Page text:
Many paralegals have problems getting a job with no experience but can’t get experience without having a job. This is one of the worst paradoxes in the field. Paralegal education programs have been changing to help resolve this and other issues. Many classes are now offering in depth subjects such as legal research and many...
Mary Meinzinger Urisko, J.D., is a professor and the assistant director of the Paralegal Studies Program at Madonna University...
The Paralegal Voice covers the latest issues and trends in the world of paralegals and legal assistants. Host Vicki...
Many paralegals have problems getting a job with no experience but can’t get experience without having a job. This is one of the worst paradoxes in the field. Paralegal education programs have been changing to help resolve this and other issues. Many classes are now offering in depth subjects such as legal research and many others are available as online courses. Additionally, many paralegal students are now required to do internships to gain experience. What should students look for in a paralegal program and how do they best promote their education when looking for a job?
In this episode of The Paralegal Voice, Vicki Voisin interviews Madonna University paralegal professor Mary Meinzinger Urisko, J.D. about how paralegal education has changed, the programs and systems at Madonna, and best practices for using your education to get a job. Urisko talks about how online courses expand the geographical reach of paralegal education and have improved with podcasts, videos, and blogs. However, she explains, the ABA doesn’t approve programs done entirely online; there is a great benefit to the networking and discussions that come from a physical classroom. Urisko discusses how her legal research courses include using LexisNexis and Westlaw, people and assets found online, and legal writing. In order to get a job, Urisko recommends that students list skills acquired on their resumes, create a portfolio of their best works, and do internships or find any job in a law office. Many times, even an admin in a law office can create essential network opportunities with lawyers.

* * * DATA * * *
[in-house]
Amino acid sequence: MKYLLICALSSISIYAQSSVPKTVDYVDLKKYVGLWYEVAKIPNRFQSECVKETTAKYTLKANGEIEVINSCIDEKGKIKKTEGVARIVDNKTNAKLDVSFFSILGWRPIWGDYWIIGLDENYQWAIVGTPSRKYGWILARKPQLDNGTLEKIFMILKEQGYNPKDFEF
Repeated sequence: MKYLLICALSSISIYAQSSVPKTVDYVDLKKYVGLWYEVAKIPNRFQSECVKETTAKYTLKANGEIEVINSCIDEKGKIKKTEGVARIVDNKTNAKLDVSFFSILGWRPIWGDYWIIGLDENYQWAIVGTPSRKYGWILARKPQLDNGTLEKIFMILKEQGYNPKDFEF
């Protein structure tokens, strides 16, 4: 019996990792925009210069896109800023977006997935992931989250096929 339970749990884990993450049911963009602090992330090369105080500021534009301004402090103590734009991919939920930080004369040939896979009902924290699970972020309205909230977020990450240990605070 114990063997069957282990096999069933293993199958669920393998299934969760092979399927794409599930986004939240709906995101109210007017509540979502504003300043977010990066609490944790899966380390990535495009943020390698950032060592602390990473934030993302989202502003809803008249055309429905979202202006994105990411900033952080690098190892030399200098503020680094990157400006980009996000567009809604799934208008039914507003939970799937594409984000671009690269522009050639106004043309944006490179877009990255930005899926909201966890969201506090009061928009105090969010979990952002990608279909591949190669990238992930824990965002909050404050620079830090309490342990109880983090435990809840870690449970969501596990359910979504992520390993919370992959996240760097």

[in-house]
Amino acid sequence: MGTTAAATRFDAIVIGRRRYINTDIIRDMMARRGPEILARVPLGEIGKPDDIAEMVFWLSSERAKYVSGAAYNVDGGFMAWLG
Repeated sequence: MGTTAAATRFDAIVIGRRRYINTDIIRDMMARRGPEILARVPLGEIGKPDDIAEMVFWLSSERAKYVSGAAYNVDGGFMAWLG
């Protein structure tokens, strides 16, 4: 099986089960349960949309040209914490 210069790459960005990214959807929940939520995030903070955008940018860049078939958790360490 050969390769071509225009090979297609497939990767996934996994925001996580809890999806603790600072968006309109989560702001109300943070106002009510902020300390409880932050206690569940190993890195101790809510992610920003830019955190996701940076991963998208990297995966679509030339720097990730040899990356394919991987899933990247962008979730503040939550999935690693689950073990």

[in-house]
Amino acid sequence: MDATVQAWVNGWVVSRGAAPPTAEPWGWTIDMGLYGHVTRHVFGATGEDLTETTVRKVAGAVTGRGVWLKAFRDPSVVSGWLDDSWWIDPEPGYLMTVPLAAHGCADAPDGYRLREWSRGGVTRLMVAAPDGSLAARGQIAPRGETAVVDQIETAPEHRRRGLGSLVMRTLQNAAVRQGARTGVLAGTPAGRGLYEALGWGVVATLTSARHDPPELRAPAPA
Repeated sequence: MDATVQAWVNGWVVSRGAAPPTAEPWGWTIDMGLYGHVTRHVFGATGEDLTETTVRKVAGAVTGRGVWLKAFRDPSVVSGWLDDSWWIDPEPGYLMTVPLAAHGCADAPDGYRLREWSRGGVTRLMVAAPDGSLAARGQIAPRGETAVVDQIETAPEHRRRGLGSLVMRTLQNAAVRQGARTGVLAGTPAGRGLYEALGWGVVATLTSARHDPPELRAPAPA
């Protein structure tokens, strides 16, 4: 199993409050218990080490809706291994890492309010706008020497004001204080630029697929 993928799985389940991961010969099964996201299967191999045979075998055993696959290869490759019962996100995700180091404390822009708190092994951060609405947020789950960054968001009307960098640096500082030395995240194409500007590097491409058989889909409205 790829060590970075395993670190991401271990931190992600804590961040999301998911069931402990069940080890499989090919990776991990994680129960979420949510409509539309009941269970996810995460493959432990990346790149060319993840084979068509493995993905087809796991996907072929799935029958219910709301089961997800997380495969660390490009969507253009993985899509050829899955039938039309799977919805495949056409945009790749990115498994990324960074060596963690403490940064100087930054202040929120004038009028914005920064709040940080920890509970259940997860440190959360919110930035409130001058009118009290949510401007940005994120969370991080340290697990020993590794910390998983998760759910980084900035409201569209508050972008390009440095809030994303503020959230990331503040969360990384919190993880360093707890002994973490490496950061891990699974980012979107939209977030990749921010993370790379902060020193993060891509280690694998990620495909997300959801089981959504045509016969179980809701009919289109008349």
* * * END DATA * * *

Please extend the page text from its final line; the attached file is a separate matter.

Mary Meinzinger Urisko, J.D., is a professor and the assistant director of the Paralegal Studies Program at Madonna University in Livonia, Michigan. She has been a faculty member since 1989 and holds a BA degree in Business Administration from Michigan State University. She received her JD from the University of Detroit School of Law and is a member of the state bar of Michigan. At Madonna University, she teaches paralegal studies, legal research and writing, business associations, computer assisted legal research, and legal research on the internet.
Special thanks to our sponsors, Nala and ServeNow.
Paralegal Voice: Paralegal Education and Landing a Job – 2/13/2015
Advertiser: Welcome to the Paralegal Voice, where you hear the latest issues and trends in the world of paralegals and legal assistance by one of the best known paralegals in the industry, Vicki Voisin. A paralegal for more than twenty years, Vicki is dedicated to helping legal professionals reach their goals. You’re listening to Legal Talk Network.
Vicki Voisin: Hello everyone, welcome to the Paralegal Voice here on Legal Talk Network. I’m Vicki Voisin, the paralegal mentor and host of the Paralegal Voice. I’m a NALA Advanced Certified paralegal. I publish a weekly e-newsletter titled Paralegal Strategies. I’m also the co-author of the Professional Paralegal, a Guide to Finding a Job and Career Success. You’ll find more information at ParalegalMentor.com. My guest today is Mary Meinzinger Urisko, J.D., an attorney and educator. Welcome, Mary.
Mary Meinzinger Urisko: Hi Vicki, it’s great to be here.